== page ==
The one lingering problem is mscorlib. When trying to use the assembly returned from ReflectionOnlyLoadFrom, for an older version of mscorlib, an exception is thrown: "System.TypeLoadException: Could not load type 'System.Object' from assembly 'mscorlib, Version=4.0.0.0, Culture=neutral, PublicKeyToken=b77a5c561934e089' because the parent does not exist."

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I think this is your best bet, but just how you are "trying to use" the assembly is not clear. If you have all of the necessary source code, you should be able to filter out types from mscorlib 4.0 to make things work when an older version is expected - I've posted an answer that shows how I've done that successfully for my own purposes. If you're handing the assembly off to pre-existing code that does reflection on it directly, and can't modify that code, then you're in trouble. –  Ken Beckett Nov 6 '11 at 4:07
    
@Ken: I'm in the latter case. As stated in the question, the assemblies are used to generated intellisense information. Regarding your approach, while filtering out types is an interesting technique, I also need to filter out methods. For instance, string.IsNullOrWhiteSpace() didn't exist in .NET 3.5 so it shouldn't appear in my intellisense pop-up for the string class. –  Craig Nov 10 '11 at 2:13

You can use the AssemblyBinding property in your app.config or web.config, whichever is appropriate.

For instance, I'm interfacing with Matlab, so I need this...

<loadFromRemoteSources enabled="true" />
    <assemblyBinding xmlns="urn:schemas-microsoft-com:asm.v1">
        <dependentAssembly>
            <assemblyIdentity name="MWArray" publicKeyToken="E1D84A0DA19DB86F" culture="neutral" />
            <bindingRedirect oldVersion="0.0.0.0-2.10.0.0" newVersion="2.10.0.0" />
        </dependentAssembly>
    </assemblyBinding>

Because the Matlab engine I work with is compiled (some crazy how) on a machine using a different copy of the runtime.

You should be able to modify this code to suit your needs.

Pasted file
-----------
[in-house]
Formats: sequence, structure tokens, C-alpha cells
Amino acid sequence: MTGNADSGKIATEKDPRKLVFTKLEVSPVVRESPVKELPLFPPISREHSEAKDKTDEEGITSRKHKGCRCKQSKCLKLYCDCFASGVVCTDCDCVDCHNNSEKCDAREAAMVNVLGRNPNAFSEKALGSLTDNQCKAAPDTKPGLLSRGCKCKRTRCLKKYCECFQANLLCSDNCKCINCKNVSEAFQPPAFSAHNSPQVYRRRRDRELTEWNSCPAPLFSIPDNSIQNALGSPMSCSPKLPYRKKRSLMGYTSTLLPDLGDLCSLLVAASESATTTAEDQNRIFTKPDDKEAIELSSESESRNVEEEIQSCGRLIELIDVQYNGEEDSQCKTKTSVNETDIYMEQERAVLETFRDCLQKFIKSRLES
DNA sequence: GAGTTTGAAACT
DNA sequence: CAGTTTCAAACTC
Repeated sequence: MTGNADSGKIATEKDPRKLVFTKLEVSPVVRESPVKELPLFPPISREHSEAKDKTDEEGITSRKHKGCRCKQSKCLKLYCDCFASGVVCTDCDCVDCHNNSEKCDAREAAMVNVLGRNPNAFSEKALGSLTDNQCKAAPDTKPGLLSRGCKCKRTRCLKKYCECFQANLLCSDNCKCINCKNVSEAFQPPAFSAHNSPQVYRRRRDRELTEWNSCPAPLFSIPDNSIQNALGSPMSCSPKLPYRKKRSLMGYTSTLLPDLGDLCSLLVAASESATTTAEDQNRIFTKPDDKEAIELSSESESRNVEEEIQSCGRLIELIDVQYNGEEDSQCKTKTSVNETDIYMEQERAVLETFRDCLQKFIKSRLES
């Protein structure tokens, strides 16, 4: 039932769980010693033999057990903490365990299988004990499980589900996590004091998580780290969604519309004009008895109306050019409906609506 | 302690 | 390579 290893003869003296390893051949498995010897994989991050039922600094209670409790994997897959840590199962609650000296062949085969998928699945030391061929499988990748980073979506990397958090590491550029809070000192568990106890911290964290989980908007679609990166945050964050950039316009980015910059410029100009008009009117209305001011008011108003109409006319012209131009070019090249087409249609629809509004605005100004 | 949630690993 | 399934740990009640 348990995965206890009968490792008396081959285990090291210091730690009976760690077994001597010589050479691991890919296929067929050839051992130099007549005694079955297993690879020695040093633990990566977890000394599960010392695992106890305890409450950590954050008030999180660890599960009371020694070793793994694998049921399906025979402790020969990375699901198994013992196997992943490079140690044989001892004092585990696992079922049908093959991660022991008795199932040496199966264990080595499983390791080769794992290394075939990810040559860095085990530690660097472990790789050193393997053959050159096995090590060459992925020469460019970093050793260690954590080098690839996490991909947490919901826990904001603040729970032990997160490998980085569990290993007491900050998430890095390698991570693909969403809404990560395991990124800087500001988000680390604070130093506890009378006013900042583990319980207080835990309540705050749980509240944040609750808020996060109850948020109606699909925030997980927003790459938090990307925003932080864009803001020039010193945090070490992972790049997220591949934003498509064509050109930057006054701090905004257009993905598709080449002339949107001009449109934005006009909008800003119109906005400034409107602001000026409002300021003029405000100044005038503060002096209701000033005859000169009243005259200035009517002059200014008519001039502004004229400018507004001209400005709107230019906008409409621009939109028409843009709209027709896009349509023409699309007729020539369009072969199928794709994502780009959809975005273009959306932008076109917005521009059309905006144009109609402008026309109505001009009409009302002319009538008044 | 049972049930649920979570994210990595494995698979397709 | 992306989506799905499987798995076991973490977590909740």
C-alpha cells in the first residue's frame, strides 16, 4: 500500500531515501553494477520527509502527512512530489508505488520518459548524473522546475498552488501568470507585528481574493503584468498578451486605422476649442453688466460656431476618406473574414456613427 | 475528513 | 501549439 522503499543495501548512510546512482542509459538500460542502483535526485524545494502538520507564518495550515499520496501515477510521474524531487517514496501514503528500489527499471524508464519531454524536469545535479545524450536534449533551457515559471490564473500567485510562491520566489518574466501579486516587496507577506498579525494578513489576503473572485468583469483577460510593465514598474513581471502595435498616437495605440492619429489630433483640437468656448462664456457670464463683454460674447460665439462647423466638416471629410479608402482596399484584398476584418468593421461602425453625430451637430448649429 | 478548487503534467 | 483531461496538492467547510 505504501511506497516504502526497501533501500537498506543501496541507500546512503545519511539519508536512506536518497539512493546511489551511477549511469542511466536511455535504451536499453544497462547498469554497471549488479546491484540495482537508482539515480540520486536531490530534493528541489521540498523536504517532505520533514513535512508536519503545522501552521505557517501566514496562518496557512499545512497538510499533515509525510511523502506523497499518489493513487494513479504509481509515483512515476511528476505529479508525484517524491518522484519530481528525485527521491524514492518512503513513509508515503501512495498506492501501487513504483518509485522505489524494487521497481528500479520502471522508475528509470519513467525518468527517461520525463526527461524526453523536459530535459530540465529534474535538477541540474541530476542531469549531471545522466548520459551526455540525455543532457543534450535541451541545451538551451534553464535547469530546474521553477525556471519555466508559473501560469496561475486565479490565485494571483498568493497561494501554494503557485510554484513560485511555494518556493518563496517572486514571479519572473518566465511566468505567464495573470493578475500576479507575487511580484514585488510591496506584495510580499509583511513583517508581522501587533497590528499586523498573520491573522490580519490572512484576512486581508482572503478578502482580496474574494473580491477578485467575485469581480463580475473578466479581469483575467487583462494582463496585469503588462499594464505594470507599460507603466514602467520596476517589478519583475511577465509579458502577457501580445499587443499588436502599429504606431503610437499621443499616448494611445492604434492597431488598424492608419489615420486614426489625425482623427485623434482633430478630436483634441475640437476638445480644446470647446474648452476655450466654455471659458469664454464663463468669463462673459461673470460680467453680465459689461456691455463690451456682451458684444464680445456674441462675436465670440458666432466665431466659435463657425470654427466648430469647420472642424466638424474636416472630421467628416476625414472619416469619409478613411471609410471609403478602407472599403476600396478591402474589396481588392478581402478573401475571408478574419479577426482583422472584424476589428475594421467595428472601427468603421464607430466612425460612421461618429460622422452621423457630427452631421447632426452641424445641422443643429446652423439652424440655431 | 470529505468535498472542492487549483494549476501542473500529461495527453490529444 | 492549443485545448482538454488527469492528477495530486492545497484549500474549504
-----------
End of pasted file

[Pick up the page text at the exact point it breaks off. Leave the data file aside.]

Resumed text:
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BTW, this goes inside the <runtime> section of your config –  Mel Padden Nov 4 '11 at 12:05

I solved this problem using ReflectionOnlyLoadFrom() to load assemblies of whatever version that I need in read-only mode for use with reflection only. When it comes to the fact that you can't do this for mscorlib (you can ask for 2.0, but you'll get 4.0 back from the call), I handled this by filtering the types returned based upon the version that I needed. After all, in this mode, you can only inspect the types in the DLL using reflection, and not really do anything else with them, so you can easily filter the list of types returned as needed.

Here are the types that I've filtered out of mscorlib 4.0 so far so that everything works when an older version of mscorlib is expected:

    /// <summary>
    /// Types to be hidden from .NET mscorlib 4.0 for older versions.
    /// </summary>
    protected static readonly HashSet<Type> HideMscorlib4Types = new HashSet<Type>
        {
            // The Action delegates with 0, 2, 3, 4 type parameters were moved from System.Core 3.5 to mscorlib for 4.0
            typeof(Action), typeof(Action<,>), typeof(Action<,,>), typeof(Action<,,,>),

            // The Func delegates with 1 to 5 type parameters were moved from System.Core 3.5 to mscorlib for 4.0
            typeof(Func<>), typeof(Func<,>), typeof(Func<,,>), typeof(Func<,,,>), typeof(Func<,,,,>),

            // Other types moved from System.Core 3.5 to mscorlib 4.0
            typeof(TimeZoneInfo),

            // Hide various types that were new in mscorlib 4.0
            typeof(Tuple)
        };